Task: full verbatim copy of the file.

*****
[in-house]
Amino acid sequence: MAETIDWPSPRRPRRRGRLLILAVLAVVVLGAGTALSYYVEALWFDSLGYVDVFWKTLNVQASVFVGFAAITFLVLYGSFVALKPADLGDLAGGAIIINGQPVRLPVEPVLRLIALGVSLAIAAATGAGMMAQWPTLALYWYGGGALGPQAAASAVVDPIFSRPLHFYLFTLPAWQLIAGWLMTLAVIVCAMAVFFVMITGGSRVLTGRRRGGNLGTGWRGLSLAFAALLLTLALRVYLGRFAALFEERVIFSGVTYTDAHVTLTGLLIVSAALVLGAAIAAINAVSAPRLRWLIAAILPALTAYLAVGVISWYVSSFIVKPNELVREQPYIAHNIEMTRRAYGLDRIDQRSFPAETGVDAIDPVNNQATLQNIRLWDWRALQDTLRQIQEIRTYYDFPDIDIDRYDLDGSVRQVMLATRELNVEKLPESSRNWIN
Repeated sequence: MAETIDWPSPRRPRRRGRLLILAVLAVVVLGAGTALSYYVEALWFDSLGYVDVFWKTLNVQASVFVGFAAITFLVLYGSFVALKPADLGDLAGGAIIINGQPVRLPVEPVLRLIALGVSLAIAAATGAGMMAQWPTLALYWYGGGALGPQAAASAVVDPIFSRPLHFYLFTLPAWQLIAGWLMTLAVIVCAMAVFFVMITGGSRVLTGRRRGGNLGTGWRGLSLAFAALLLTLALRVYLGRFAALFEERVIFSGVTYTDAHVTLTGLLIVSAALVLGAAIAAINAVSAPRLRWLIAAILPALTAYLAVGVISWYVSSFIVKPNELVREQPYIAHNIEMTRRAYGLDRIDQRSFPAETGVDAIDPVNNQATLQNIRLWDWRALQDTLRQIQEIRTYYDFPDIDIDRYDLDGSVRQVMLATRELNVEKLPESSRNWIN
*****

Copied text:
[in-house]
Amino acid sequence: MAETIDWPSPRRPRRRGRLLILAVLAVVVLGAGTALSYYVEALWFDSLGYVDVFWKTLNVQASVFVGFAAITFLVLYGSFVALKPADLGDLAGGAIIINGQPVRLPVEPVLRLIALGVSLAIAAATGAGMMAQWPTLALYWYGGGALGPQAAASAVVDPIFSRPLHFYLFTLPAWQLIAGWLMTLAVIVCAMAVFFVMITGGSRVLTGRRRGGNLGTGWRGLSLAFAALLLTLALRVYLGRFAALFEERVIFSGVTYTDAHVTLTGLLIVSAALVLGAAIAAINAVSAPRLRWLIAAILPALTAYLAVGVISWYVSSFIVKPNELVREQPYIAHNIEMTRRAYGLDRIDQRSFPAETGVDAIDPVNNQATLQNIRLWDWRALQDTLRQIQEIRTYYDFPDIDIDRYDLDGSVRQVMLATRELNVEKLPESSRNWIN
Repeated sequence: MAETIDWPSPRRPRRRGRLLILAVLAVVVLGAGTALSYYVEALWFDSLGYVDVFWKTLNVQASVFVGFAAITFLVLYGSFVALKPADLGDLAGGAIIINGQPVRLPVEPVLRLIALGVSLAIAAATGAGMMAQWPTLALYWYGGGALGPQAAASAVVDPIFSRPLHFYLFTLPAWQLIAGWLMTLAVIVCAMAVFFVMITGGSRVLTGRRRGGNLGTGWRGLSLAFAALLLTLALRVYLGRFAALFEERVIFSGVTYTDAHVTLTGLLIVSAALVLGAAIAAINAVSAPRLRWLIAAILPALTAYLAVGVISWYVSSFIVKPNELVREQPYIAHNIEMTRRAYGLDRIDQRSFPAETGVDAIDPVNNQATLQNIRLWDWRALQDTLRQIQEIRTYYDFPDIDIDRYDLDGSVRQVMLATRELNVEKLPESSRNWIN